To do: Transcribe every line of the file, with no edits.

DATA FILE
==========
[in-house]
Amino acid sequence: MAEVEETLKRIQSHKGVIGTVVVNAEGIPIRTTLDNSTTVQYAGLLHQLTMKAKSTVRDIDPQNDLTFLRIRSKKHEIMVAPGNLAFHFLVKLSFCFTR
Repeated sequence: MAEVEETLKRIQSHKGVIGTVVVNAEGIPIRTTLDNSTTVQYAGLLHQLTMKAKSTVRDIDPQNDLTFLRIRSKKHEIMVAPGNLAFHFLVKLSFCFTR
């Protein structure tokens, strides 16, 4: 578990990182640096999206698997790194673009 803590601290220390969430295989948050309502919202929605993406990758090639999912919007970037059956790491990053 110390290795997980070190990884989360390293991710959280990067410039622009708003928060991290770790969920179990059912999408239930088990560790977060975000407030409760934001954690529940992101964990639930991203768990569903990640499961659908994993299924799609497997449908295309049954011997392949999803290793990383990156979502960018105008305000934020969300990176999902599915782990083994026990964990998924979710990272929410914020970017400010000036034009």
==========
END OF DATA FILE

[in-house]
Amino acid sequence: MAEVEETLKRIQSHKGVIGTVVVNAEGIPIRTTLDNSTTVQYAGLLHQLTMKAKSTVRDIDPQNDLTFLRIRSKKHEIMVAPGNLAFHFLVKLSFCFTR
Repeated sequence: MAEVEETLKRIQSHKGVIGTVVVNAEGIPIRTTLDNSTTVQYAGLLHQLTMKAKSTVRDIDPQNDLTFLRIRSKKHEIMVAPGNLAFHFLVKLSFCFTR
């Protein structure tokens, strides 16, 4: 578990990182640096999206698997790194673009 803590601290220390969430295989948050309502919202929605993406990758090639999912919007970037059956790491990053 110390290795997980070190990884989360390293991710959280990067410039622009708003928060991290770790969920179990059912999408239930088990560790977060975000407030409760934001954690529940992101964990639930991203768990569903990640499961659908994993299924799609497997449908295309049954011997392949999803290793990383990156979502960018105008305000934020969300990176999902599915782990083994026990964990998924979710990272929410914020970017400010000036034009």